Old English Sheep Dog: Light bulb? Light bulb? That thing I just ate was a light bulb?

special request update...

Thanks to the 200+ people who took our campus son Tim's online survey over the weekend. When I told him that there were 4,963 unique visitors to my blog during the month of January 2008, he was excited that he might get as many as 1,000 take the survey. That would give him a far better sampling for his research. I hope many more of you will take the time to answer the 10 questions on his anonymous survey and submit your answers by clicking the button at the bottom of that page. The link is http://www.surveymonkey.com/s.aspx?sm=jNTcwcdc_2bUDcECUc3cxt4A_3d_3d

quotation...

"You are the light of the world if you are a follower of the Lord Jesus Christ." - Dr. Drew Conley

=^..^= =^..^=
Rob

Some gardeners turn their lights on in the evening so they can watch their phlox by night.

Happy Valentine’s Day!


With Valentine's Day one week away, I thought I'd post some fun things about the relationships between men and women.

A couple drove down a country road for several miles, not saying a word. An earlier discussion had led to an argument and neither wanted to concede their position. As they passed a barnyard full of mules and and donkeys, the husband broke the silence by asking a bit sarcastically, "Relatives of yours?"

"Yep," the wife replied, "in-laws."

divider

A journalist had done a story on gender roles in Iraq several years before the war, and she noted then that women customarily walked about 10 feet behind their husbands.

She returned to Iraq recently and observed that the men now walked several yards behind their wives.

She approached one of the women for an explanation.

"This is marvelous," said the journalist. "What enabled women here to achieve this reversal of roles?"

The Iraqi woman replied, "Land mines."

divider

A husband, proving to his wife that women talk more than men, showed her a study which indicated that men use on the average only 15,000 words a day, whereas women use 30,000 words a day.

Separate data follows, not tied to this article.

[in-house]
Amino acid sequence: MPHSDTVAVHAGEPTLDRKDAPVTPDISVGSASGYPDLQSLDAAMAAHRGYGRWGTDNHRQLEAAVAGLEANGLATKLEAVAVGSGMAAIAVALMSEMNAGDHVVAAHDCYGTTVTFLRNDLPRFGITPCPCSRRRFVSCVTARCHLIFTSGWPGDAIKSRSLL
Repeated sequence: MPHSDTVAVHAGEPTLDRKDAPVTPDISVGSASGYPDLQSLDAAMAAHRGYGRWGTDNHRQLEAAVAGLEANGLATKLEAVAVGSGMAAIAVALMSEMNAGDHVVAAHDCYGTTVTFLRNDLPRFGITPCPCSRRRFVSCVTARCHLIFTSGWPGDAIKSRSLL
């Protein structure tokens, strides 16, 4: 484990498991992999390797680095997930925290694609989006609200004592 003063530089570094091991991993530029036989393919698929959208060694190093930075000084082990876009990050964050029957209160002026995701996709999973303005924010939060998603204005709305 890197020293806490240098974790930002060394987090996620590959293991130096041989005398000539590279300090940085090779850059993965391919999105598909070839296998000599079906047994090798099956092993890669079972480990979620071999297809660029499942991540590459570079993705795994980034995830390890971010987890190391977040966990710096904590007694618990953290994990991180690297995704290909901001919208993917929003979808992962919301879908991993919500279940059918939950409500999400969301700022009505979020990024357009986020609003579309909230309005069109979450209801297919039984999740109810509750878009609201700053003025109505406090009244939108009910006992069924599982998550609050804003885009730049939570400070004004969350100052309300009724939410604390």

She thought about this for a while and then told her husband, "Women use twice as many words as men because they have to repeat everything they say," to which he replied, "What?"

divider

A man was walking along a California beach and stumbled across an old lamp. He picked it up and rubbed it, and out popped a genie. The genie said, "OK, you released me from the lamp, blah, blah, blah. This is the fourth time this has happened this month, and I'm getting a little sick of all these wishes, so you can forget about three -- you only get one wish!" The man sat and thought about it for a while and said, "I've always wanted to go to Hawaii, but I'm scared to fly and I get very seasick. Could you build me a bridge to Hawaii so I can drive over there to visit?"

The genie laughed and said, "That's impossible! Think of the logistics of that! How would the supports ever reach the bottom of the Pacific? Think of how much concrete ... of how much steel! No, I'm sorry, you'll have to think of another wish."

The man said OK and tried to think of a really good wish. Finally he said, "My wife always says that I don't care and that I'm insensitive. So I wish that I could understand women ... know how they feel and what they're thinking when they give us the silent treatment ... know why they're crying ... know what they really want when they say 'nothing' ... know how to make them truly happy...."

The genie said, "You want that bridge with two lanes or four?"

divider

New Seat Belt Law in the USA

This regulation becomes effective July 1, 2008, in all states and will soon to be law in all Canadian Provinces.

The national Highway Safety Council has done extensive testing on a newly designed seat belt. Results show that accidents can be reduced by as much as 45% when the belt is properly installed.

Correct installation is illustrated below....

Please pass on to family and friends.
THIS MAY HELP SAVE A LIFE!

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One of my projects over the Christmas break was painting our dining room. The time I had after the holidays was insufficient, and the project has gone into the beginning of this semester. After this past Saturday's hanging of the window treatment my wife had made and getting the new ceiling light in place, all that is left now is painting the baseboards. Phew! Anyway, here's a picture of the almost completed room....

Here's a close-up of Becka's window treatment....

special request...

One of our campus sons (Tim) from the mid-eighties here at BJU has kept in touch with us through the years since he graduated. (It's kind of scary that Tim's son could be our campus son in not very many years! Yikes - our first campus grandson!) Well, anyway, yesterday Tim asked me in an e-mail if I would put a link on my blog to a survey he's doing as part of the research for a book he is writing.

If you would be so kind as to take this anonymous survey, I would really appreciate your helping "our son" in this way. There are only ten questions and it will take you very little time to finish it. You can get to the survey by clicking here.

quotation...

"Lord, give me firmness without hardness, steadfastness without dogmatism, love without weakness." - Jim Elliot

=^..^= =^..^=
Rob

Misers aren't much fun to live with, but they do make great ancestors!